“Where’d you get that?” I asked.
He pointed the neck of the bottle at the package store across the street. “Seemed like an appropriate occasion for drinking. You want one?”
He pulled another longneck out of the paper bag on the step below where he sat. He tossed me his keychain, which had a bottle opener dangling from it. I popped the top off mine and took a long drag before I handed him back his keychain.
“God, nothing like a funeral to remind you of your own mortality,” said Brendan. “When we were in high school, I thought Coach was invincible. I mean, he had a body like the Hulk. But cancer got him. Jesus.”
“I know. It’s pretty freaky. And I feel awful because I hadn’t even thought about him much in a couple of years, and now he’s just… gone.”
Brendan nodded and took a sip of his beer. He shot me a sidelong glance. “So Rosie.”
“You talk to him?”
Brendan nodded. “It’s a hell of a thing, him showing up here. Longo just swooped right in there and shook his hand like we’re all still best buds. Rosie looked like he didn’t know what to do about that.”
“Well, he came and found me. Said he’s staying at a hotel in the city on business for the rest of the week and that I should stop by so we can talk.”
“I know, right? But that’s what he said.”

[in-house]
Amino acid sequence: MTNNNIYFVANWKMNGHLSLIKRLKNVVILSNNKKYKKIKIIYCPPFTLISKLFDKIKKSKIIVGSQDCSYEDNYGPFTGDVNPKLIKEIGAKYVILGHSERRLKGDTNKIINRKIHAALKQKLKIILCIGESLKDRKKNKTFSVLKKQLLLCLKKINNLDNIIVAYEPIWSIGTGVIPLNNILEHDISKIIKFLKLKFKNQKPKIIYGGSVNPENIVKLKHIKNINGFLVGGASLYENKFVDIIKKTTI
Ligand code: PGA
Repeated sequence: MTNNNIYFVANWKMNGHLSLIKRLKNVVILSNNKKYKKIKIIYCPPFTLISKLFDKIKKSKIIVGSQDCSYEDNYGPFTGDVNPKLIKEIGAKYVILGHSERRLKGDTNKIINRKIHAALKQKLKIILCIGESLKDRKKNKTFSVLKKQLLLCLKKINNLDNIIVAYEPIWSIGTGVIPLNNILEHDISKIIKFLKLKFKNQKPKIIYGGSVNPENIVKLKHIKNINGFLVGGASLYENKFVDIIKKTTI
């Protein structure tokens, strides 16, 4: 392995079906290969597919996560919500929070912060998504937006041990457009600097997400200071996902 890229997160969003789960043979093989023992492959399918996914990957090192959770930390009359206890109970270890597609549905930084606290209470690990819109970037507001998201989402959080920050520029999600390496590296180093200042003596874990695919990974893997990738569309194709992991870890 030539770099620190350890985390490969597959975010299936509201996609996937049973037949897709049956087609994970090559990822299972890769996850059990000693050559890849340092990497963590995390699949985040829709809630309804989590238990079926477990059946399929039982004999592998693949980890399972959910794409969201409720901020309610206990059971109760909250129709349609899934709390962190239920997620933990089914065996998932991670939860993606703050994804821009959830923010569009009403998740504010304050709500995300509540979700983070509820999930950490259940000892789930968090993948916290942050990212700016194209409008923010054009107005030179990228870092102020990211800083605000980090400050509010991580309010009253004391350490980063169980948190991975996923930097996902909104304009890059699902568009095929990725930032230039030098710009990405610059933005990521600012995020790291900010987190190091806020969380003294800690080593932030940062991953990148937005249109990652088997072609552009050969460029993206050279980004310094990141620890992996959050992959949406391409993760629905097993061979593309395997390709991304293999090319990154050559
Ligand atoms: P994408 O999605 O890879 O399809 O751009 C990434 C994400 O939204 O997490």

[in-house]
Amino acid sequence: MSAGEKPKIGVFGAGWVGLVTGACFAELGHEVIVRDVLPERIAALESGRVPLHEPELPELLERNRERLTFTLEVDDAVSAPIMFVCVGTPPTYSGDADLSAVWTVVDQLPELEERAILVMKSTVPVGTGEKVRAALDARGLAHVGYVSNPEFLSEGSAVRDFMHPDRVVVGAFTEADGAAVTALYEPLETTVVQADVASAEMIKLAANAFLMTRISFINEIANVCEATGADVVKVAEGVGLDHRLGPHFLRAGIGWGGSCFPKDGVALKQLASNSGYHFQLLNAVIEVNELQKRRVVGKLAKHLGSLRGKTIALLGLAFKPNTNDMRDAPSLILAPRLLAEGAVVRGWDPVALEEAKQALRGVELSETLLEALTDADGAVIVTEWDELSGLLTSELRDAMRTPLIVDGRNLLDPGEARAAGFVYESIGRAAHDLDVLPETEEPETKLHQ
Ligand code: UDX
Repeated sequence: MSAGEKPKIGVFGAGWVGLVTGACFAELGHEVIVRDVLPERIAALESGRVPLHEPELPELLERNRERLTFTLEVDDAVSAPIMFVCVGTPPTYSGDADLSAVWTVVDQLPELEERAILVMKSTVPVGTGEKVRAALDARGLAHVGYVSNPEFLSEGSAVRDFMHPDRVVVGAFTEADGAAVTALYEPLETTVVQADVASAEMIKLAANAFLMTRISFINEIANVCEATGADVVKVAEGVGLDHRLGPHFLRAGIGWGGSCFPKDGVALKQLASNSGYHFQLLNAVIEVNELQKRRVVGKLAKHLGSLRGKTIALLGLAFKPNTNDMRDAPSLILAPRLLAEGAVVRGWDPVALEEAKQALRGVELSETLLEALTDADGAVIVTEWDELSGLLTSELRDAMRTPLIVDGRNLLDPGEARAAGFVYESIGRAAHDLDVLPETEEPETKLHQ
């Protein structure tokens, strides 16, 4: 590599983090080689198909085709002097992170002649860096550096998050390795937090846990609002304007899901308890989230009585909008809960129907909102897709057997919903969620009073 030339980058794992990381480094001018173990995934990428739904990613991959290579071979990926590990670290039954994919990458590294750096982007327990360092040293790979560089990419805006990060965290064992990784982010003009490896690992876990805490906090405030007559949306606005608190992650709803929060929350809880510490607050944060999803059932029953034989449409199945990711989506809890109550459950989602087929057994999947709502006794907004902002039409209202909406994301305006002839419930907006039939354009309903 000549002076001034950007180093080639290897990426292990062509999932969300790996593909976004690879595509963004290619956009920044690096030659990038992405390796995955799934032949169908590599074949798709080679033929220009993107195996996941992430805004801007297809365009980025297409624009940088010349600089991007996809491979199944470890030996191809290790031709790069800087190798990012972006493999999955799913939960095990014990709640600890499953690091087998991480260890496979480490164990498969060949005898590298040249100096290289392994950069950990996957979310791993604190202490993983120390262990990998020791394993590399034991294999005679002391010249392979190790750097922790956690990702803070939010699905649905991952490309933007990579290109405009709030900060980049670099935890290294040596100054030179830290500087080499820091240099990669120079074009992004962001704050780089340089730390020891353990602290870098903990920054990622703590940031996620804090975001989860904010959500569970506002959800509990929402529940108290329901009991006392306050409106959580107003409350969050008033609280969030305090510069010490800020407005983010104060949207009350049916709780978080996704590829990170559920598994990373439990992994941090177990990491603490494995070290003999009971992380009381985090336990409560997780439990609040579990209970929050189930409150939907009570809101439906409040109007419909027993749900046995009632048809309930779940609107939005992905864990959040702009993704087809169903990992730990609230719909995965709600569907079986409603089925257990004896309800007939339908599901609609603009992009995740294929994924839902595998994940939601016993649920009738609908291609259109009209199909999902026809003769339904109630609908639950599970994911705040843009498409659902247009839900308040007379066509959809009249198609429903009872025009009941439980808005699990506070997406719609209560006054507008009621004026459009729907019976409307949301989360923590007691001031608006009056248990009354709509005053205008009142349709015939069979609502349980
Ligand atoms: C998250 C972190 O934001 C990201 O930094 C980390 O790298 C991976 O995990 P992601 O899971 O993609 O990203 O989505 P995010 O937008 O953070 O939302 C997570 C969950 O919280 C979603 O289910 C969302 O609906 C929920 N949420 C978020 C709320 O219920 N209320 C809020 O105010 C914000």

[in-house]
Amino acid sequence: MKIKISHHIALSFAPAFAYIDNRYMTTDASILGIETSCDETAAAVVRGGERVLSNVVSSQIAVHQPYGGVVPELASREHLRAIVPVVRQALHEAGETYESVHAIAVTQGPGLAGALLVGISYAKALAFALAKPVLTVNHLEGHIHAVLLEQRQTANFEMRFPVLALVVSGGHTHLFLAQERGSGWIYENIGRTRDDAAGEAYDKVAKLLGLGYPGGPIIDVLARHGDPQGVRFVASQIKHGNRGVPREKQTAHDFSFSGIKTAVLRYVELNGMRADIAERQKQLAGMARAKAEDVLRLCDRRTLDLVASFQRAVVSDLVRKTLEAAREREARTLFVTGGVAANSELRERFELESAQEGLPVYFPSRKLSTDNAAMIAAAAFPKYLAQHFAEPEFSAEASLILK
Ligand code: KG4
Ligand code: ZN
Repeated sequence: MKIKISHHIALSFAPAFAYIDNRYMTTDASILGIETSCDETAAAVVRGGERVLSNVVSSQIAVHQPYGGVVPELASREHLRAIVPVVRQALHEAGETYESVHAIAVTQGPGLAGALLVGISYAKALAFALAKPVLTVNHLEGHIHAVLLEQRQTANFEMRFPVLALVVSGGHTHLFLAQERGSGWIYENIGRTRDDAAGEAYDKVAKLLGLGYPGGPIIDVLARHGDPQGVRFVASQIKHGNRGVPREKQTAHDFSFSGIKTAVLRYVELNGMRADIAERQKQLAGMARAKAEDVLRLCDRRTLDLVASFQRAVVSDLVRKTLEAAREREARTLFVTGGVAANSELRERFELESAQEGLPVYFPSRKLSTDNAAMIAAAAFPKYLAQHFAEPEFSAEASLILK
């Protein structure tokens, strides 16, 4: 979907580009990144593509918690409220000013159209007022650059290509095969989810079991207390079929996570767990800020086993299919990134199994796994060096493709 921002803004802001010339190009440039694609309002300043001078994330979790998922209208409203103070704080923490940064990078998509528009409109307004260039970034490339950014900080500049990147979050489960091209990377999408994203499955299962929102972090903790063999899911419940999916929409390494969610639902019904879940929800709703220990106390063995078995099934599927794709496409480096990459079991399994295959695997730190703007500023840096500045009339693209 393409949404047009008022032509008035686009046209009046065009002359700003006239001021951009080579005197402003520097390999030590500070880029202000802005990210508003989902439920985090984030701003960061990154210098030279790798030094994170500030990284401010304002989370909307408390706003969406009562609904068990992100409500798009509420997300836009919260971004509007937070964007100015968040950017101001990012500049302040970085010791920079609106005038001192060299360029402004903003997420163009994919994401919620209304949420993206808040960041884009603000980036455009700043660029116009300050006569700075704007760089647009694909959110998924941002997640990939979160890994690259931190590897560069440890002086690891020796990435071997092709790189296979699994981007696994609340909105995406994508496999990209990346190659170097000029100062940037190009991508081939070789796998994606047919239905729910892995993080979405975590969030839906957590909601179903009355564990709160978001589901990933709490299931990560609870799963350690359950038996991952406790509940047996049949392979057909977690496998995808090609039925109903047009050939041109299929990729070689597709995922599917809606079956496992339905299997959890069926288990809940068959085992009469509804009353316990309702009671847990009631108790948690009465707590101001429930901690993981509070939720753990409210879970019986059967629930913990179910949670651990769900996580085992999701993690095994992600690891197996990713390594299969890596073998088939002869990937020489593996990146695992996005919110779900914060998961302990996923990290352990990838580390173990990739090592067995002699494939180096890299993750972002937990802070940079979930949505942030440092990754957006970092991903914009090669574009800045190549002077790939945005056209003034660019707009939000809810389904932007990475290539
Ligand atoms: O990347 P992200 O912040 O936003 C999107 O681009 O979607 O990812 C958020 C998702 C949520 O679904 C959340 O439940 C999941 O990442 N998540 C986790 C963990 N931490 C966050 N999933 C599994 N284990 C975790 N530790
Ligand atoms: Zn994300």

Brendan picked up a bottle cap and hurled it toward the street. It landed in the middle of the row of hedges that lined the curb. “You gonna go?”
“No. I don’t have anything to say to him.”
“Sure you don’t.”
Kyle appeared before I could protest. He leaned against a column at the foot of the stairs and gestured for Brendan to give him a beer. “What an awful goddamn thing that’s happened. Can you even believe it? I just spent ten minutes reliving that play-off game we lost junior year with Hank Hernandez. It felt like that happened yesterday.”
“Aw, man, I remember that game,” said Brendan.
“Yeah, it was brutal.” Kyle turned to me. “So Rosie.”
“Yeah, yeah.” I hooked my thumb back toward the door of the funeral home. “We’re here because Coach died, not because Adam fucking Boughton decided to return to Glenview and grace us all with his presence.”
“Touchy,” Kyle said, holding up his free hand.
Brendan gazed out at the parking lot. “I should probably go,” he said. “I told Maggie I’d be home by six. She’s gonna wonder what happened to me.”
Kyle imitated the sound of a whip cracking.
“Oh, whatever,” Brendan said, standing. “Just ’cause you can’t get a girl to stay with you doesn’t mean those of us with successful marriages are whipped.”
Kyle laughed. He took Brendan’s place on the step beside me and threw an arm over my shoulders. “I sometimes think Jakey has the right idea. No guy would ever demand that you be home in time for dinner.”